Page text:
Francisco, accompanied by Lieutenant
Harper, his aide. He is due nt Ban
Francisco at 5 o'clock Sunday morning
and sails for Nagasaki on the transport
Grnnt with tho Sixth Cavalry .tbe same
Seymour's Hard Lines.
Derlln, June 27. The German Consul
at Chefoo confirms the contents of tho
message from Vice Admiral Seymour
which reacher Tien Tsln Monday, say
ing he was then eight t)If8 westwaid
of that city, terribly harassed, couid
only hold out another two days and had
sixty-three men killed and over two
hundred wounded, nnd adds that tho
Admiral asked for the despatch of a re
lief column of 2000 men. This column
left ITen Tsln during tbe morning ot
June 25, under Russian command.
Many Conflicting Reports.
London, June 27, 2:03 p. m. Tho
cable messages from the Far East today
are so far conflicting In their tenor that
almost any desired view of the fcltun-
tlon Is deduclblo therefrom. On tho
whole, however, news Is encouraging
and It is safe to assume that Vice Ad
miral Seymour and the legations,
whether together or seperately, will ul
timately reach a place of fcofety. Va
rious reports locate the legatloners nt
divers places, but It seems agreed Hut
they are safely away from Peking.
The latest Shanghai report says
Prince Tuan (the head of tbe Chinese
Foreign Office, and father of the heir
apparent,) has sent tbe legatloners to
Slan Fu under escort and adds that
Stan Fu will be the new capital In tho
event of Peking being occupied by tho
International farces.
It Is thought at Shanghai that now
Tien Tsln Is relieved, the Combined In
ternational forces will have na difficul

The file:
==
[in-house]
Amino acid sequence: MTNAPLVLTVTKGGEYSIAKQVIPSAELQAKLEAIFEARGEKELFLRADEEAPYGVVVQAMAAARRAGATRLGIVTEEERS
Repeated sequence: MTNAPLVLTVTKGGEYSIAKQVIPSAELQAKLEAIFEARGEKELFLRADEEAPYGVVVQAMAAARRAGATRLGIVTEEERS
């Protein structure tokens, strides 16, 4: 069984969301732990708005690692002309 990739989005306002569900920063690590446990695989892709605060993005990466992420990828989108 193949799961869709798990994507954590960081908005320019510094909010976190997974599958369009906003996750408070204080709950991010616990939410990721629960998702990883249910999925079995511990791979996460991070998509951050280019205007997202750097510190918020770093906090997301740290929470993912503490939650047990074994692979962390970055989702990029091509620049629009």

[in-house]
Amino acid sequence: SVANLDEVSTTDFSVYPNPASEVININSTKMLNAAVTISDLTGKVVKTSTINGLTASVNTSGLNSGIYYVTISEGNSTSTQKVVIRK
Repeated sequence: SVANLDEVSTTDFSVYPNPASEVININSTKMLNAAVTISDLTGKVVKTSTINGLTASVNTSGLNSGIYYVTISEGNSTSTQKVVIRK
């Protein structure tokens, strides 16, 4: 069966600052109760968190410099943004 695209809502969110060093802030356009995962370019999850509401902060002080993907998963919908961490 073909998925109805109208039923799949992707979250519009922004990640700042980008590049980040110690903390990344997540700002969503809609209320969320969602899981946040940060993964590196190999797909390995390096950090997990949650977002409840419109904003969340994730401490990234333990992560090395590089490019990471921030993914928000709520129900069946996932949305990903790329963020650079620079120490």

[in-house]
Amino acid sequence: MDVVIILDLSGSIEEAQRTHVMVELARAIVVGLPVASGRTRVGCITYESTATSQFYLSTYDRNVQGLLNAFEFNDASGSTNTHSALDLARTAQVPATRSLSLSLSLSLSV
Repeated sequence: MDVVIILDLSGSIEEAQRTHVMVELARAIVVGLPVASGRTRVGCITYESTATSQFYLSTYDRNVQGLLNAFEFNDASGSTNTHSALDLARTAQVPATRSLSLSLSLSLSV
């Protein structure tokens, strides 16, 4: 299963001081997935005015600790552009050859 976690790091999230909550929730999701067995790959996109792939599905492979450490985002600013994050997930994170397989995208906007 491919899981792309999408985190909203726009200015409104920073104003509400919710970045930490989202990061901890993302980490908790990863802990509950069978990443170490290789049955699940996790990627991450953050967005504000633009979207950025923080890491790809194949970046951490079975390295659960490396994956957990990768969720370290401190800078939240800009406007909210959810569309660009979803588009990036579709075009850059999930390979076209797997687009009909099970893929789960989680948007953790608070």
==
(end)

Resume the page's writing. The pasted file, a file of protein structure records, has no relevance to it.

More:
ty In reaching Peking, though It Ir
expected It will be found that all tin
foreigners have already left. It U
claimed that the reports as to the dam
age dono at Tien Tsln and the casual
ties among the foreign residents Wavo
been highly colored.
Tho exodus of Chinese from Shang
hai Is unabated. Every steumer Is
Day and Night Classes
Rooms 11-11. j'J Floor 0 a.h, 4 r. a
Houm t r.o 0 y r, M.
thronged and the authorities have been
obliged to resort to the use of the Am
hoso to prevent tho fugitives from
overcrowding the vessels. Tho com
mander of the Urltlsh first-class cruU
er Undaunted, however, tins landed
large supplies of rides nnd ammuni
tion, nnd guns have been placed In po
sition nt commanding points with tho
result that the foreigners are confident
they can overcome any attack on the
settlement, Into which the foreigners
from tho out-stntlons nro .rapidly con
gregating. According to a despatch from Now
Chwang, tho Itusslans there arc barely
nblo to cope with til csltuntlon. The
Chinese, It appears, arc burning nil tho
railroad material, kilting Isolated Rus
sians nt every opportunity nnd destroy
ing the coal mines.
The St. Jnmes Gnzctto expressed the
opinion thnt China Is "tcncnlng Amcrl
ra the Impossibility of n great trading
nntlon nvoldlng Imperialism, "adding:
"America's experience will teach htr
It Is not the desire -to grab distant
lands, but unavoidable destiny that
drives Grent llrltnln ever forward.
Wnshlngton has no choice but to pro
tect the imperilled American cltlrens
and having once Intervened In China
to protect her Interests, sho shall never
be able to shako from her shoes the